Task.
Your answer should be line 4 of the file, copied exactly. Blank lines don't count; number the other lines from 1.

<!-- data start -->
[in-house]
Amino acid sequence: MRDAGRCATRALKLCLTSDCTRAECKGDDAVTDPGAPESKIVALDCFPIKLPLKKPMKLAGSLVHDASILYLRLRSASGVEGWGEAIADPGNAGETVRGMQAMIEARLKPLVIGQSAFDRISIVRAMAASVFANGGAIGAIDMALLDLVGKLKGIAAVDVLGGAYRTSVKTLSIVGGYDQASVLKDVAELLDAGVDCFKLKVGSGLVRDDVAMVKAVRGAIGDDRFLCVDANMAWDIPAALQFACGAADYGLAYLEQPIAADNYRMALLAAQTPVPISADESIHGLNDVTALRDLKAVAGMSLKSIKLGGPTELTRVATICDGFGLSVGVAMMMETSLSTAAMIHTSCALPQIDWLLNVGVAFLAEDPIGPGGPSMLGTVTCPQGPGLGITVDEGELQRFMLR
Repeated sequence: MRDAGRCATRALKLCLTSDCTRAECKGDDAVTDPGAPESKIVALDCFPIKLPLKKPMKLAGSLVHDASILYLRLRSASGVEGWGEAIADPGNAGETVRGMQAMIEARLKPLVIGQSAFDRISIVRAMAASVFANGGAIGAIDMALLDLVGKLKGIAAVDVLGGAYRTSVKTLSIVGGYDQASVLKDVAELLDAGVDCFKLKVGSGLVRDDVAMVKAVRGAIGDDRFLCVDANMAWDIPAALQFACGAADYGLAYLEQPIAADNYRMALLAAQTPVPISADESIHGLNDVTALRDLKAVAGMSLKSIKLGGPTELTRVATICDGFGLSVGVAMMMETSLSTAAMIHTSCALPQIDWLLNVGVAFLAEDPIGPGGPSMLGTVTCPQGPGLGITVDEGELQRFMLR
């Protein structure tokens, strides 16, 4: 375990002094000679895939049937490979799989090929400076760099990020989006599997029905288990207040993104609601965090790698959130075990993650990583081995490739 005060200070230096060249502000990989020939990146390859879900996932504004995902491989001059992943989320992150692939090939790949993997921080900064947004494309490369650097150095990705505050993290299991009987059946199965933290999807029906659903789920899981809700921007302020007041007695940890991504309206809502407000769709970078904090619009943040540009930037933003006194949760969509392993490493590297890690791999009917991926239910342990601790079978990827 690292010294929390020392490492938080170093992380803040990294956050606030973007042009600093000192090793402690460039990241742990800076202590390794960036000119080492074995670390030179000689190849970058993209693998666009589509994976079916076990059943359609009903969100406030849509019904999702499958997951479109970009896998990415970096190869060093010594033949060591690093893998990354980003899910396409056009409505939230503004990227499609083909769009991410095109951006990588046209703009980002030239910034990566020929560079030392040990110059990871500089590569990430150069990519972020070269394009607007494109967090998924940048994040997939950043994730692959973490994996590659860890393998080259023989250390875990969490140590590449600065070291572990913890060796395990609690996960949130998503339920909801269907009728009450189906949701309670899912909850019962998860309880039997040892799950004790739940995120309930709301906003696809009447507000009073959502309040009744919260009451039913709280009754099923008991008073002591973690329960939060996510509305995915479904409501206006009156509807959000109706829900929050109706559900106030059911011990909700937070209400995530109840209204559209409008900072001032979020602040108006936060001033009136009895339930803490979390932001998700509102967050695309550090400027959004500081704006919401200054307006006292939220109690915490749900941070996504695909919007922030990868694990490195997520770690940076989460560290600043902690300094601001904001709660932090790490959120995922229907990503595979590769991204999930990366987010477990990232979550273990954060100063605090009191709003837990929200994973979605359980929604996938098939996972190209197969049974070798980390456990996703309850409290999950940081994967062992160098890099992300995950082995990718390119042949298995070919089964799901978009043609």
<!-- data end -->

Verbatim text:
């Protein structure tokens, strides 16, 4: 375990002094000679895939049937490979799989090929400076760099990020989006599997029905288990207040993104609601965090790698959130075990993650990583081995490739 005060200070230096060249502000990989020939990146390859879900996932504004995902491989001059992943989320992150692939090939790949993997921080900064947004494309490369650097150095990705505050993290299991009987059946199965933290999807029906659903789920899981809700921007302020007041007695940890991504309206809502407000769709970078904090619009943040540009930037933003006194949760969509392993490493590297890690791999009917991926239910342990601790079978990827 690292010294929390020392490492938080170093992380803040990294956050606030973007042009600093000192090793402690460039990241742990800076202590390794960036000119080492074995670390030179000689190849970058993209693998666009589509994976079916076990059943359609009903969100406030849509019904999702499958997951479109970009896998990415970096190869060093010594033949060591690093893998990354980003899910396409056009409505939230503004990227499609083909769009991410095109951006990588046209703009980002030239910034990566020929560079030392040990110059990871500089590569990430150069990519972020070269394009607007494109967090998924940048994040997939950043994730692959973490994996590659860890393998080259023989250390875990969490140590590449600065070291572990913890060796395990609690996960949130998503339920909801269907009728009450189906949701309670899912909850019962998860309880039997040892799950004790739940995120309930709301906003696809009447507000009073959502309040009744919260009451039913709280009754099923008991008073002591973690329960939060996510509305995915479904409501206006009156509807959000109706829900929050109706559900106030059911011990909700937070209400995530109840209204559209409008900072001032979020602040108006936060001033009136009895339930803490979390932001998700509102967050695309550090400027959004500081704006919401200054307006006292939220109690915490749900941070996504695909919007922030990868694990490195997520770690940076989460560290600043902690300094601001904001709660932090790490959120995922229907990503595979590769991204999930990366987010477990990232979550273990954060100063605090009191709003837990929200994973979605359980929604996938098939996972190209197969049974070798980390456990996703309850409290999950940081994967062992160098890099992300995950082995990718390119042949298995070919089964799901978009043609």